Now as the subject of the sentence, when the verb is in the passive, stands for the object or receiver of the action, it is clear that, unless the action denoted by the verb passes on to some object, the passive construction will be impossible. Accordingly, only Transitive verbs admit of a passive use.

The parts of the auxiliary verb be are used with the perfect participle of a transitive verb to form the passive. voice: 'I am injured,' 'You were beaten,' 'He is captured,' 'They will be assisted,' 'We have been turned out.'

146. The reader may easily be misled by such forms as 'I am come,' 'You are arrived,' 'He is gone,' 'They are fallen,' in which the verbs are intransitive, and their perfect tenses therefore are not passive, though they look as if they were. In 'I am injured,' 'You were beaten,' the participles injured and beaten are passive: in 'I am come,' 'You are arrived,' the participles come and arrived are active. There is a slight difference of meaning between the forms 'He is arrived,' 'He is gone' and 'He has arrived,' 'He has gone.' 'He has gone' lays stress on the action, 'He is gone' calls attention to the fact that he continues in a certain state, namely that of absence. We can say 'He has come and gone,' but not 'He is come and gone,' as is becomes unsuitable in connexion with come, when he no longer continues here, but is gone.

147. Verbs which take a double object admit of two forms of passive construction according as one object or the other is made the subject of the passive verb. A few illustrations will make this clear.

Active.

He told me a story.

You granted him permission.

They awarded him

a prize.

Passive.

{

A story was told me by him.
I was told a story by him.

Permission was granted him by you.
He was granted permission by you.

{
{

A prize was awarded him by them.
He was awarded a prize by them.

The reader may construct further illustrations for himself, using the verbs promise, ask, refuse, show, offer, forgive, for the purpose.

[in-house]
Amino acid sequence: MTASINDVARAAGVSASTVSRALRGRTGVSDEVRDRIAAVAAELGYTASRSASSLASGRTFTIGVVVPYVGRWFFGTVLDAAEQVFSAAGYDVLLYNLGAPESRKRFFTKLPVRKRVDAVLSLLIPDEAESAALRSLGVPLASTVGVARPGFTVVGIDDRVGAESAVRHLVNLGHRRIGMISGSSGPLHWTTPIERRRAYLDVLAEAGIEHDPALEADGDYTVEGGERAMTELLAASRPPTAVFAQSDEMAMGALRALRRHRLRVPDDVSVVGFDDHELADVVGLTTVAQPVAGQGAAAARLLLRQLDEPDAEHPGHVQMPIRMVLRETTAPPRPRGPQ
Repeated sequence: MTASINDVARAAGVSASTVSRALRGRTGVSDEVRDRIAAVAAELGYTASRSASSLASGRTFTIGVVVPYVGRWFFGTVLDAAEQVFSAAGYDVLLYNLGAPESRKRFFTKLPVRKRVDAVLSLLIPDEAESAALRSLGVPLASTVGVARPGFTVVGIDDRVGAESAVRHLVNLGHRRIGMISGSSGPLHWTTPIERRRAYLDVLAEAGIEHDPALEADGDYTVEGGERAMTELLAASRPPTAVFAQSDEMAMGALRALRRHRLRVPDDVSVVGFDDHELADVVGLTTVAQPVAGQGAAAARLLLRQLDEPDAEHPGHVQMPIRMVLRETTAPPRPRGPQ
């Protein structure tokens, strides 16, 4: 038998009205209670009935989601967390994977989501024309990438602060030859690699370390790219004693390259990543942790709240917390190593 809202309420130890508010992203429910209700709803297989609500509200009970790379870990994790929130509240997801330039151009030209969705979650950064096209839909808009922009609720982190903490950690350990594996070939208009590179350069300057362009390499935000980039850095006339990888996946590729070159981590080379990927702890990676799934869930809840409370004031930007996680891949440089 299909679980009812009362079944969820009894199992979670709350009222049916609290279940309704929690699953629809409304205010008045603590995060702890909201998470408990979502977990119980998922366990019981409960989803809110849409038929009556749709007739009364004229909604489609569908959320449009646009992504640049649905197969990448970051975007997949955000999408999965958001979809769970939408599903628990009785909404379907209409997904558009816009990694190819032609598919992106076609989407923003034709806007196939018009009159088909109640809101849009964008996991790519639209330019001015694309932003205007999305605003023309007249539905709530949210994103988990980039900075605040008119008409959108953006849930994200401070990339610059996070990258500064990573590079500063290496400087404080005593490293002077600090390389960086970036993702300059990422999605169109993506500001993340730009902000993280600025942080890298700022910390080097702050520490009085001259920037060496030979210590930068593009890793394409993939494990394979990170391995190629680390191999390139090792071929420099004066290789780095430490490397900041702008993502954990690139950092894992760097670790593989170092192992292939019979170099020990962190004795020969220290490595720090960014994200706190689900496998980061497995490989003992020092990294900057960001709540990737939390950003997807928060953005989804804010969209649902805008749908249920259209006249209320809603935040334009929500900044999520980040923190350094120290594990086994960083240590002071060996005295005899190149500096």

The secondary forms, in which the Indirect Object, originally in the dative case, becomes the subject, are harsh in sound and illogical in their nature, but there is much of laisser-aller, or 'go-as-you-please,' about English syntax, and we find such expressions even in good writers.

This object after the passive verb is called the Retained Object. Whether it is the Direct or the Indirect Object that is thus retained the reader can easily determine, by shifting the position of the two objects in the equivalent sentence expressed in the active voice and noticing which of the two requires a preposition when it comes last. The object which requires a preposition is the Indirect Object. So, I forgive you your fault,' becomes 'I forgive your fault to you'; 'I will allow you your expenses,' 'I will allow your expenses to you'; 'I have got you the book,' 'I have got the book for you.' In each example you is the Indirect Object.

148.

There is a curious use of certain transitive verbs in the active form with a passive meaning. In Latin Grammar, verbs of active form and passive meaning are called Quasi-passive: vapulo, 'I am beaten,' exulo, ‘I am banished,' are examples. Some of our English Quasipassive verbs express sensations: we say of a thing that it feels soft, tastes nice, smells sweet,' whereas it is really we who feel, taste, and smell the thing. In like manner we say that a sentence 'reads badly,' that a book 'sells well,' and that a house lets readily.'

149. II. Mood.

The Moods, or changes of form assumed by a verb to show the different ways in which the action is thought of, are four in number:

(i) The Indicative Mood contains the forms used (1) to make statements of fact, (2) to ask questions,